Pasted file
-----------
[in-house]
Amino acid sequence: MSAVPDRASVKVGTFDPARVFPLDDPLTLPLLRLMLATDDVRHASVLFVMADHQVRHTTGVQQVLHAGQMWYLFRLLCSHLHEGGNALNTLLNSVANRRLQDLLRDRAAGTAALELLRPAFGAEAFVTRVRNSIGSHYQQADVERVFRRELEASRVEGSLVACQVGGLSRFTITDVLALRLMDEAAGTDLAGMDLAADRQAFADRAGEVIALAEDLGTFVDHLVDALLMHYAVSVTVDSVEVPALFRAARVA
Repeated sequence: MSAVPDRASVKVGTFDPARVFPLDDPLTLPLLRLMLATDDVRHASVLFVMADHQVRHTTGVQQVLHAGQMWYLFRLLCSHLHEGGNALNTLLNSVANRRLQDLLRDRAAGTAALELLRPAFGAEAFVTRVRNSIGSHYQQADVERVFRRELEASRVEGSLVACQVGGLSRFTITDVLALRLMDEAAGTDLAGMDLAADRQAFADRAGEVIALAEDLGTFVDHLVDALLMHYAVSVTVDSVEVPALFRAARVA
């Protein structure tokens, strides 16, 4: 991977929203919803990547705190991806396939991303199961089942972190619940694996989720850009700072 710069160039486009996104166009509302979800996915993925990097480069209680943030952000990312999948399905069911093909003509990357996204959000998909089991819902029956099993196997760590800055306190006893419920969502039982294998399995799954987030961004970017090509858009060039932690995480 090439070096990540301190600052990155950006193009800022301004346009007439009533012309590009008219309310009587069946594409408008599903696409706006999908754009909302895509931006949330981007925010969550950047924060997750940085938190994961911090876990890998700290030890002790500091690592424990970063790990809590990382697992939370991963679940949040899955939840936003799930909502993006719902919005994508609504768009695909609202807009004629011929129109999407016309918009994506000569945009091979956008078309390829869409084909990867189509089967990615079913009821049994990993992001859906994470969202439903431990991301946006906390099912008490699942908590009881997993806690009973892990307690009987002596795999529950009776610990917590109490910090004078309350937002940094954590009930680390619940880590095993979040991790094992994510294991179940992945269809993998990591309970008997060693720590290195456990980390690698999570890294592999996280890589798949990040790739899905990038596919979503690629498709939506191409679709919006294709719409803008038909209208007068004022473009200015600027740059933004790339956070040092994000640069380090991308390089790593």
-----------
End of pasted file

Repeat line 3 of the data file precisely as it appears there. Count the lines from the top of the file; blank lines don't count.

Repeated sequence: MSAVPDRASVKVGTFDPARVFPLDDPLTLPLLRLMLATDDVRHASVLFVMADHQVRHTTGVQQVLHAGQMWYLFRLLCSHLHEGGNALNTLLNSVANRRLQDLLRDRAAGTAALELLRPAFGAEAFVTRVRNSIGSHYQQADVERVFRRELEASRVEGSLVACQVGGLSRFTITDVLALRLMDEAAGTDLAGMDLAADRQAFADRAGEVIALAEDLGTFVDHLVDALLMHYAVSVTVDSVEVPALFRAARVA